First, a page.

Social motivations are very commonly identified as a motive for UGC creation. Creators are not generally motivated by a sense of responsibility that they ‘should’ produce content (Daugherty, et al., 2008), nor are they motivated by a desire to ‘fit in’, or conform to the standards and expectations of some external reference group (Yang and Lai, 2011; Daugherty, et al., 2008). Instead, UGC creators gain a deep satisfaction from contributing their knowledge and expertise to a larger community. This sense is expressed by contributors to open source software projects (Baytiyeh and Pfaffman, 2010a; Cho, et al., 2010; Wu, et al., 2007), those who contribute to online knowledge repositories (e.g., Wikipedia, Baytiyeh and Pfaffman, 2010b; a database about local cycling paths, Panciera, et al., 2011; tagging of photos for organization and retrieval, Ames and Naaman, 2007), contributors to crowdsourcing applications (Brabham, 2010), and webloggers (Kjellberg, 2010; Stoeckl, et al., 2007). UGC producers are also motivated by a sense of connection to the community (separate from the pleasure they take in contribution, which may actually related to their self–images as described below). Researchers who blog, for example, note that they feel more connected to others in their research community through the process of blogging (Kjellberg, 2010), and other bloggers indicate that connecting with friends and acquaintances (Liao, et al., 2011; Lu and Hsiao, 2009). In some cases, producers identify a sense of commitment to the community (Anthony, et al., 2009), and greater participation tends to be associated with a strong sense of commitment and social connection (e.g., Chen, 2011).

Another commonly cited motivation is self–image (or internal self–concept), including the desire to feel a sense of belonging and minimize self–doubts (Daugherty, et al., 2008; Zwick, et al., 2008). When UGC production is central to one’s ego, contribution is more likely (Park, et al., 2011). Wikipedia contributors, for example, are more likely than non–contributors to identify their ‘real me’ as being located on the Internet, suggesting that online participation may be central to their self–image (Amichai–Hamburger, et al., 2008). Yang and Lai (2011) demonstrated the enhancement of self–image is a significant motivator for Wikipedia contributors, who value the opportunity to enhance their sense of self–efficacy by publicly demonstrating their knowledge and expertise in Wikipedia postings. It is not surprising, therefore, that ‘reverts’ (which undo earlier changes) are powerfully demotivating for new editors, since they suggest to a UGC producer that their contributions are not valued by the community (Halfaker, et al., 2011). Among contributors to open source software projects, contribution is influenced by personal identification as a contributor (Hertel, et al., 2003).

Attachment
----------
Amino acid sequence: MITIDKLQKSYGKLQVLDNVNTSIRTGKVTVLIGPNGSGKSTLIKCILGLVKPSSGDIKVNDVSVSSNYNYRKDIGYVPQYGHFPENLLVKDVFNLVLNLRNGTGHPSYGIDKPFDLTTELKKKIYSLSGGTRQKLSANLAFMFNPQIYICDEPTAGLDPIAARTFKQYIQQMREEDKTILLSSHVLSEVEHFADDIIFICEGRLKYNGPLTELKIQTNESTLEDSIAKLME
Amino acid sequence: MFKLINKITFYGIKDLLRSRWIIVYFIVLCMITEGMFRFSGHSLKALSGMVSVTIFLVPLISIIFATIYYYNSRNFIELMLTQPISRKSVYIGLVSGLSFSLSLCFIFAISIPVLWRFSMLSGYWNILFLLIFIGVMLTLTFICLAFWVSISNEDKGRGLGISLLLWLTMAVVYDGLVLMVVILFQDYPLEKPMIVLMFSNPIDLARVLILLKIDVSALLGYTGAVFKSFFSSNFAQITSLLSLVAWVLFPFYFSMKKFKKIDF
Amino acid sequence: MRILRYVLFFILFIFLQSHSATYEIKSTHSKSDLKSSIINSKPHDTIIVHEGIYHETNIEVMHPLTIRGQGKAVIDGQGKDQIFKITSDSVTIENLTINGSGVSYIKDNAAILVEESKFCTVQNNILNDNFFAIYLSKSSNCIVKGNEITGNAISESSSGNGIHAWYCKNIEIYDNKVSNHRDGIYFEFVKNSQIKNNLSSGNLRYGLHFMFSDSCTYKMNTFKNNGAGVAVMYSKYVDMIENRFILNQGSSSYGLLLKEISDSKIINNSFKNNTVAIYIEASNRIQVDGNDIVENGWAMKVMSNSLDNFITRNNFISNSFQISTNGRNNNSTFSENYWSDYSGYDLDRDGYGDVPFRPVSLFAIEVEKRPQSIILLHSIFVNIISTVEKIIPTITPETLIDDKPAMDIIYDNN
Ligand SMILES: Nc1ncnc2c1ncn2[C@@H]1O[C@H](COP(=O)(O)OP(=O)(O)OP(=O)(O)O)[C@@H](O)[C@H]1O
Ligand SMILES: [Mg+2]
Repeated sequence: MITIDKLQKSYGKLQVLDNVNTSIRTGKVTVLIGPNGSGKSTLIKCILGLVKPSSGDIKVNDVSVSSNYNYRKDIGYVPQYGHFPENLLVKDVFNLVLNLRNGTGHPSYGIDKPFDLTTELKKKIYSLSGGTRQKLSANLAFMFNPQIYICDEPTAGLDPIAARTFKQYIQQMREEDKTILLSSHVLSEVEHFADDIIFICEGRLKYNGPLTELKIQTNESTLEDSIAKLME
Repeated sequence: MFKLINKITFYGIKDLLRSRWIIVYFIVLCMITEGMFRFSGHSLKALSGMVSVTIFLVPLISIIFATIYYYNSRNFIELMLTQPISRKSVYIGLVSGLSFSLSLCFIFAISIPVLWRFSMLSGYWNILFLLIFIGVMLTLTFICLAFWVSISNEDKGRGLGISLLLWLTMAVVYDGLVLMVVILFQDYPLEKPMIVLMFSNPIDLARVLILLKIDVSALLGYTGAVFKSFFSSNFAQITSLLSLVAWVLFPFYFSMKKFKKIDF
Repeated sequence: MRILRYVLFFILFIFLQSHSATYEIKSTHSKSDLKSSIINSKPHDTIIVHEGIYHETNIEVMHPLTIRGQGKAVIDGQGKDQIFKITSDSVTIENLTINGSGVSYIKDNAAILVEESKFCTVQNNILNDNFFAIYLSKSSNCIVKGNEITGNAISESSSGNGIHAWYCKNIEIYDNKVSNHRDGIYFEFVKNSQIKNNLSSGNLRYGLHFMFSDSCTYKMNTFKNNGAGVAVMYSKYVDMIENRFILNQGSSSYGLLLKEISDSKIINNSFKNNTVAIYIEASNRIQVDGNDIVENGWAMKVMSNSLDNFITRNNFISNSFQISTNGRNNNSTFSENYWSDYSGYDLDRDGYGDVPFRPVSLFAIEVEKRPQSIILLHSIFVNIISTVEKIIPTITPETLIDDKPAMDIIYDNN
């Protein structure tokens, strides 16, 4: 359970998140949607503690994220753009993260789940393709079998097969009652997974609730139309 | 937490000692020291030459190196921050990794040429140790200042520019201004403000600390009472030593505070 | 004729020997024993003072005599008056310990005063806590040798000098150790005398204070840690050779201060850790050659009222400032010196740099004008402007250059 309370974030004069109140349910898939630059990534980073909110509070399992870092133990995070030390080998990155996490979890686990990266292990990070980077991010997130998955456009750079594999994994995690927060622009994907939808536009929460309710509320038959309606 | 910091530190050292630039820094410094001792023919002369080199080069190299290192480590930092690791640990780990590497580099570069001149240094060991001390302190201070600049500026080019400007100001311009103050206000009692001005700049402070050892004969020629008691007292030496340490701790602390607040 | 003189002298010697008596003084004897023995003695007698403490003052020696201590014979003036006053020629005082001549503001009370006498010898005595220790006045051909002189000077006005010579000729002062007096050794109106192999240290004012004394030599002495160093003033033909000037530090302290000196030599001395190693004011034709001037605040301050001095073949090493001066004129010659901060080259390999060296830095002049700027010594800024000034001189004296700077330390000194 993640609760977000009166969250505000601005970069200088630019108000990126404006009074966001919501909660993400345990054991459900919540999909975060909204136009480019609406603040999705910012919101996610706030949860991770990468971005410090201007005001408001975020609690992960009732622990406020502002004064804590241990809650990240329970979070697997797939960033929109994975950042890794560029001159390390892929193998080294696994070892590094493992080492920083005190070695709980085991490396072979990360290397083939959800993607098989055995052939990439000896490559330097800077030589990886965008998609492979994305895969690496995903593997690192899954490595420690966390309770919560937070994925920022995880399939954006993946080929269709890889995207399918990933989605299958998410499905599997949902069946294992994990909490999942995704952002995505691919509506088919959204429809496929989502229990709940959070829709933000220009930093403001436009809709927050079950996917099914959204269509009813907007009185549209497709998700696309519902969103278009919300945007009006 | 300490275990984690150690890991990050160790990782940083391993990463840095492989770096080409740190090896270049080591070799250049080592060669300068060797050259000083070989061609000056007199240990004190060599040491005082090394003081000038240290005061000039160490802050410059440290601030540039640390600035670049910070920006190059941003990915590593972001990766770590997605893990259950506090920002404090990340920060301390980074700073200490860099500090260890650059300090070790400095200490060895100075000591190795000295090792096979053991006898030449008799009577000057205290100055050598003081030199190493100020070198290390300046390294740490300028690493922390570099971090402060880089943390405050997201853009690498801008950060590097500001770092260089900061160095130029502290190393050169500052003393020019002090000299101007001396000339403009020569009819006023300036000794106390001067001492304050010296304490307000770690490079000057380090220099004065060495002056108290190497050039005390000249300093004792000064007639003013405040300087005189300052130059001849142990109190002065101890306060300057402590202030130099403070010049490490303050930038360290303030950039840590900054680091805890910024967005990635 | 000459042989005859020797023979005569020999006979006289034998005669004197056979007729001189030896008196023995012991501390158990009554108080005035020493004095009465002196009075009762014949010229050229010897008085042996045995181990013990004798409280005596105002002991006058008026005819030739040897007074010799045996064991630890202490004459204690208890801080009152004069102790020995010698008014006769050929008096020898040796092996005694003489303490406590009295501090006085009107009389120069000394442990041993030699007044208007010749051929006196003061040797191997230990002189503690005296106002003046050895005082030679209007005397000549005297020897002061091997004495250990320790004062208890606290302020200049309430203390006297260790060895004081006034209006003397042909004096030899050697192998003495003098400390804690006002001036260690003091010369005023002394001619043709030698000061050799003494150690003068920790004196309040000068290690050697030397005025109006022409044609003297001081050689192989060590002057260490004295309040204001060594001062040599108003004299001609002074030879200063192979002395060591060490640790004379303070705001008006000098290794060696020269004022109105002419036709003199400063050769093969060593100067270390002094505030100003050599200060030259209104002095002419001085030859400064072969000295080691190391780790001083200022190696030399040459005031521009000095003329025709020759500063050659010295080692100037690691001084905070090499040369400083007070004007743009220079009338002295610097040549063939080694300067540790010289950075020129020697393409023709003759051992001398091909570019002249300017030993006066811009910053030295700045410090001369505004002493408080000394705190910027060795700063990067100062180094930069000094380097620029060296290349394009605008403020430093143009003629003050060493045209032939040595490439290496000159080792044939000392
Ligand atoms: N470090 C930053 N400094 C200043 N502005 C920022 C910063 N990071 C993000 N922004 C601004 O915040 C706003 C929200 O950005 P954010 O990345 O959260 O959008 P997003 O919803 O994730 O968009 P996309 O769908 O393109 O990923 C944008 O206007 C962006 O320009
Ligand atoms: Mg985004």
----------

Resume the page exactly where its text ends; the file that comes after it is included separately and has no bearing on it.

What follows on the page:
For some UGC producers, the motivation is the immediate benefit they experience from carrying out the activity. Among open source software contributors, for example, learning is an important motivation (Baytihey and Pfaffman, 2010a), and UGC producers participating in crowdsourcing applications welcome the opportunity to develop their creative skills (Brabham, 2010). Improved functionality is another personal benefit, and those who contribute to tagging identify this as one of the motivations for participation (Ames and Naaman, 2007; van Velsen and Melenhorst, 2009).

Producers of user–generated content are clearly motivated by a variety of different factors, both intrinsic and extrinsic. If we want to create an environment conducive to the production of this content, we need to attend to both types of motivations with an eye to developing a synergistic relationship between them (Amabile, 1993; Krishnamurthy, 2006). Ignoring one form of motivation in favour of the other is likely to be ineffective in promoting user–generated production (Krishnamurthy, 2006). Instead, a dual focus should be maintained on: 1) tools and environments that promote the fun and creativity of user–generated production; and, 2) extrinsic motivators such as reputational enhancement and financial rewards that allow users to maintain a sense of autonomy with respect to the task.